As an artist who draws almost every day, I can assuredly say that sketchbooks have become an art essential in my life. I am rarely ever found without a sketchbook or two under the arm. Sketchbooks have many benefits for artists and journal-enthusiasts alike, and are a great way to keep track of everyday life, improve art skills and memorize things.
A sketchbook is often a safe place for artists to try new techniques, thumbnail, brainstorm, do style studies and improve. No sketchbook has to be perfect, and should rather become an experimental field for the artist to grow and improve upon. Making a habit of drawing every day, even for the shortest amounts of time, is partially what makes a sketchbook so beneficial. In the end, your sketchbook tells a story as your day to day emotions change, and you will see the improvement in your art.
In my experience with sketchbooks, I’ve had a drastic improvement in my specific style, going from only drawing with reference, to drawing without any reference. My previous sketchbook had seen me through both trying times, and times of celebration. My current sketchbook has me drawing comics, doing style studies and learning how to further my story-telling through art. Each person’s sketchbook will become unique to them, and will be a showcase to the artist themselves of their improvement.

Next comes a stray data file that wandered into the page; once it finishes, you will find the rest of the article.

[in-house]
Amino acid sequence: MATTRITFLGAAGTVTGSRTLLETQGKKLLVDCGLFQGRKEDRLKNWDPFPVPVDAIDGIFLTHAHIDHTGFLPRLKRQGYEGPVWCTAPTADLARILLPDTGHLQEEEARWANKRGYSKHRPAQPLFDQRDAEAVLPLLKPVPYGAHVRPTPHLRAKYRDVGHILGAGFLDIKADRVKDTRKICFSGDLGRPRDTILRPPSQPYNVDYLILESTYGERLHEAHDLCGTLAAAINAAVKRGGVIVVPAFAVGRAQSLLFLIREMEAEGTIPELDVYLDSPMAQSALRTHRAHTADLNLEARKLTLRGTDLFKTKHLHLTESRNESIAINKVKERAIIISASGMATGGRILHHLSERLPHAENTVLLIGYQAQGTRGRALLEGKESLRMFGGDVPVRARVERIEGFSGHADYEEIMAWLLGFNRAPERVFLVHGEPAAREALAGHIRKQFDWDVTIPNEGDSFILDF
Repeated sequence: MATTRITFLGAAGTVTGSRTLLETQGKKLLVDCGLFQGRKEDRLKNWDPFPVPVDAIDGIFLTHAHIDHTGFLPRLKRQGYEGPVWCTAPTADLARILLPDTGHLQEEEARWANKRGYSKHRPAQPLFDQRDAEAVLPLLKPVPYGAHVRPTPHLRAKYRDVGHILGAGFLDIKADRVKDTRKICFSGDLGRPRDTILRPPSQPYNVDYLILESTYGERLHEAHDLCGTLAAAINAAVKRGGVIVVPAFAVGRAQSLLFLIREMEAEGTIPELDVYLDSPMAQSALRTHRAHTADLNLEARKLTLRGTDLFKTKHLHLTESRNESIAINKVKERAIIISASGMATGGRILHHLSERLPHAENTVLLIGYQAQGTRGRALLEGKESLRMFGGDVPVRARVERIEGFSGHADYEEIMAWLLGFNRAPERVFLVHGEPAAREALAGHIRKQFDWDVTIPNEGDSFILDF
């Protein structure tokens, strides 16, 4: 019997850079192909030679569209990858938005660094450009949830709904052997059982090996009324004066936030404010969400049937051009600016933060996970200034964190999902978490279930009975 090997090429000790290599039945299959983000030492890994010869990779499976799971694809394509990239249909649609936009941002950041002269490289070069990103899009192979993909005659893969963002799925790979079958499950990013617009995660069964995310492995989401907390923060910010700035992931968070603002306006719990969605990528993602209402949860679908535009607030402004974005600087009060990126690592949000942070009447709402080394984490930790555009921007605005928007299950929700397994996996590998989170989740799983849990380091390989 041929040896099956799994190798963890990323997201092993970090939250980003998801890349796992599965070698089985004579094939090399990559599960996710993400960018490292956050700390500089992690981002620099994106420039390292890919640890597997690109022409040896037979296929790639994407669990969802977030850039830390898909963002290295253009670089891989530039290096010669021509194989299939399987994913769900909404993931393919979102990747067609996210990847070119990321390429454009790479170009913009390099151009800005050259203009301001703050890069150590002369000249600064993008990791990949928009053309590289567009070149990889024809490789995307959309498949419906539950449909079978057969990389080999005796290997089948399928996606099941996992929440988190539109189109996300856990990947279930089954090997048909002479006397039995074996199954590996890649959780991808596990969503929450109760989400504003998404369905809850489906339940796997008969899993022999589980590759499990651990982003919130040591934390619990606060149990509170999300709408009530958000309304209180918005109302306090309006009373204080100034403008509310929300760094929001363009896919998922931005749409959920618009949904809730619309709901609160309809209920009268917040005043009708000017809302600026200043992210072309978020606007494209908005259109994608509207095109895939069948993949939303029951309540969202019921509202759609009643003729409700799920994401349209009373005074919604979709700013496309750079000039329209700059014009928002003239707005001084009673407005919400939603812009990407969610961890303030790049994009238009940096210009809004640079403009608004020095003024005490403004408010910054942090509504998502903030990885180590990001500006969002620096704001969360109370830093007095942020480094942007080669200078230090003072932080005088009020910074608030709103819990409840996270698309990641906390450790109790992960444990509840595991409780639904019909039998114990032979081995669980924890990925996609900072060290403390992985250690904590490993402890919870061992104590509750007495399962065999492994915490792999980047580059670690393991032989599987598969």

Journaling is also a great way to keep track of everyday life, learn new skills and memorize Bible verses and quotes. Many people have bullet journals to help organize life, keep track of important dates and even their day to day moods and emotions. Keeping a journal is another beneficial way to improve in time management, creativity and art. Bible journaling helps memorizes verses, spend time with God and creatively grow.
When I just started my art journey, I often found myself embarrassed and shy about my art, especially in the growth stages when my art was not what I wanted it to be. I was too afraid to pursue my own creative style. But I soon found that there are no ‘rules’ to a sketchbook. It didn’t have to be perfect, or even good for that matter. No one had to see my drawings unless I specifically wanted to show them. My sketchbook became a space where I could freely learn and grow. In the end, I no longer feel embarrassed nor shy about my art journey and growth, and I share with others my sketchbook, which has become an ongoing story of growth.
The value of Sketchbooks and Journals are created by what they contain, and they are all the more valuable if the contents in them is growth.